Published online by Cambridge University Press: 04 June 2013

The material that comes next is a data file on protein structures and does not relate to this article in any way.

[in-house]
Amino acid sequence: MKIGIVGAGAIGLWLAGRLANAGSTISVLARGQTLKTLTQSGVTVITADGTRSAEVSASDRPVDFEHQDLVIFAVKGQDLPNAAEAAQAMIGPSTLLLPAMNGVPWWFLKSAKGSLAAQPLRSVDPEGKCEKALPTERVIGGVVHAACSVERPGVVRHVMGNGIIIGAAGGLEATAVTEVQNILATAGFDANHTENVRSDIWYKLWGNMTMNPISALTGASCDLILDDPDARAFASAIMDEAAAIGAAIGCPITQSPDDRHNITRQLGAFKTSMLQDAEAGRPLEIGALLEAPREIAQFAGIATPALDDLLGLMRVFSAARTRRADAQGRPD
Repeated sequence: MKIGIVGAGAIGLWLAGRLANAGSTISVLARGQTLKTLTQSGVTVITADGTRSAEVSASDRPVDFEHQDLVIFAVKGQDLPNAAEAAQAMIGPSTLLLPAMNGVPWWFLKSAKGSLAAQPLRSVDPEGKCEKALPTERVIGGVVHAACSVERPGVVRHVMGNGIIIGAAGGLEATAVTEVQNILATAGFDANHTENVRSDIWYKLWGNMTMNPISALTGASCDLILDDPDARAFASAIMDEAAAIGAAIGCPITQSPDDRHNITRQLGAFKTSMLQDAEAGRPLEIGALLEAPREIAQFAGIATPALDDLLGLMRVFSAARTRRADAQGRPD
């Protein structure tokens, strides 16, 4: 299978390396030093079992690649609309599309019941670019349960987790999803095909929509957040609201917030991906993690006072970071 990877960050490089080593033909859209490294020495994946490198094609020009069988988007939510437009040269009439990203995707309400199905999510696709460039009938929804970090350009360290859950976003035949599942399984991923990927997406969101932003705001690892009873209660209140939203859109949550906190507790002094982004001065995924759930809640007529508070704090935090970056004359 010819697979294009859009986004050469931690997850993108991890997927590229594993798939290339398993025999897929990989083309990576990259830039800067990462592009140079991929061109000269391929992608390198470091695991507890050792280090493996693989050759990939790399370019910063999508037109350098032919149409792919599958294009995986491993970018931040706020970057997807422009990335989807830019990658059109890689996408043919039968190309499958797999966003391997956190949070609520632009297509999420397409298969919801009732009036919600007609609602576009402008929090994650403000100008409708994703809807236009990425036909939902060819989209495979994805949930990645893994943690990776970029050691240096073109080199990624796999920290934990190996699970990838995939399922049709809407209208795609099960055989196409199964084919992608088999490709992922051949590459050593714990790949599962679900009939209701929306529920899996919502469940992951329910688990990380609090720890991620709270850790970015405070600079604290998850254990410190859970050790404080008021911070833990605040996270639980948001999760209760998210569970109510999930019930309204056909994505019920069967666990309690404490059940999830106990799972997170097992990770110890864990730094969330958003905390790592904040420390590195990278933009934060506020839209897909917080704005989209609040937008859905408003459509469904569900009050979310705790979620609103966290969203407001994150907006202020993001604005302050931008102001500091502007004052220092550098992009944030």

This essay seeks to contribute to current debates about value in Kant's ethics. Its main objective is to dislodge the widely shared intuition that his view of autonomy requires constructivism or some other alternative to moral realism. I argue the following. Kant seems to think that the value of persons is due to their very nature, not to what anyone decides is the case (however rational or pure those decisions may be). He also seems to think that when we treat persons as ends in themselves we are responding appropriately to the fact that their very nature elevates them above all other concerns. Neither of these beliefs is incompatible with his view of autonomy. So it is a mistake to think that Kant's ethics requires constructivism or any other form of anti-realism.